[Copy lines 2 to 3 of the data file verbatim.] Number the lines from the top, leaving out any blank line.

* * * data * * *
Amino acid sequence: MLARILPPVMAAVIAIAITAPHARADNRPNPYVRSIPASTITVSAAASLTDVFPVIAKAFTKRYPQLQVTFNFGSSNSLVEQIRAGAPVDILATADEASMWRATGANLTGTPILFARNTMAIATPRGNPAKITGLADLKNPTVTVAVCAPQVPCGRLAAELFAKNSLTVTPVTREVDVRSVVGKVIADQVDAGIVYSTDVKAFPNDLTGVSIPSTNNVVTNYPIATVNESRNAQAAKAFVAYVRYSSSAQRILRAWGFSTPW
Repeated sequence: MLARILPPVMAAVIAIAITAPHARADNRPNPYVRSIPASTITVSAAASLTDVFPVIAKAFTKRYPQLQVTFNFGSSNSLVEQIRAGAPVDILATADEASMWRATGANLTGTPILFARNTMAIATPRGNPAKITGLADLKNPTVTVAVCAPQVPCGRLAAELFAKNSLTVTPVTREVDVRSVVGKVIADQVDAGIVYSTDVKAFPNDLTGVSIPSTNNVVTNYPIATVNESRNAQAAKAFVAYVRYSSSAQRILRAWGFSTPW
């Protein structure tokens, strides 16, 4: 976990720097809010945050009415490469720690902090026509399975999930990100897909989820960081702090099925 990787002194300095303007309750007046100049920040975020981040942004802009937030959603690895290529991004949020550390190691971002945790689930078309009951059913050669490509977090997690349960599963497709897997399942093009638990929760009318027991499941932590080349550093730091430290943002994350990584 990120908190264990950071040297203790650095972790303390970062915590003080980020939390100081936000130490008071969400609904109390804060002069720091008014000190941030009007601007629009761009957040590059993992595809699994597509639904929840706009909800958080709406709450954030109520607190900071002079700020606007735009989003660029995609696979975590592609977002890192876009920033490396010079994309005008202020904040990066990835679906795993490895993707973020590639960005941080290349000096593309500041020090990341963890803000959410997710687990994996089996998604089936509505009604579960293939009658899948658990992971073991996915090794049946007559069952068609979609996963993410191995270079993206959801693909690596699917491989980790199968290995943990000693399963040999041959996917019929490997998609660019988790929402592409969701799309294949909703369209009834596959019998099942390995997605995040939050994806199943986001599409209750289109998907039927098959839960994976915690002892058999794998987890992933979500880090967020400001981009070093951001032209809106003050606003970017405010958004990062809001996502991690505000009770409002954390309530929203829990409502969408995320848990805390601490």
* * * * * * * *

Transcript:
Repeated sequence: MLARILPPVMAAVIAIAITAPHARADNRPNPYVRSIPASTITVSAAASLTDVFPVIAKAFTKRYPQLQVTFNFGSSNSLVEQIRAGAPVDILATADEASMWRATGANLTGTPILFARNTMAIATPRGNPAKITGLADLKNPTVTVAVCAPQVPCGRLAAELFAKNSLTVTPVTREVDVRSVVGKVIADQVDAGIVYSTDVKAFPNDLTGVSIPSTNNVVTNYPIATVNESRNAQAAKAFVAYVRYSSSAQRILRAWGFSTPW
């Protein structure tokens, strides 16, 4: 976990720097809010945050009415490469720690902090026509399975999930990100897909989820960081702090099925 990787002194300095303007309750007046100049920040975020981040942004802009937030959603690895290529991004949020550390190691971002945790689930078309009951059913050669490509977090997690349960599963497709897997399942093009638990929760009318027991499941932590080349550093730091430290943002994350990584 990120908190264990950071040297203790650095972790303390970062915590003080980020939390100081936000130490008071969400609904109390804060002069720091008014000190941030009007601007629009761009957040590059993992595809699994597509639904929840706009909800958080709406709450954030109520607190900071002079700020606007735009989003660029995609696979975590592609977002890192876009920033490396010079994309005008202020904040990066990835679906795993490895993707973020590639960005941080290349000096593309500041020090990341963890803000959410997710687990994996089996998604089936509505009604579960293939009658899948658990992971073991996915090794049946007559069952068609979609996963993410191995270079993206959801693909690596699917491989980790199968290995943990000693399963040999041959996917019929490997998609660019988790929402592409969701799309294949909703369209009834596959019998099942390995997605995040939050994806199943986001599409209750289109998907039927098959839960994976915690002892058999794998987890992933979500880090967020400001981009070093951001032209809106003050606003970017405010958004990062809001996502991690505000009770409002954390309530929203829990409502969408995320848990805390601490």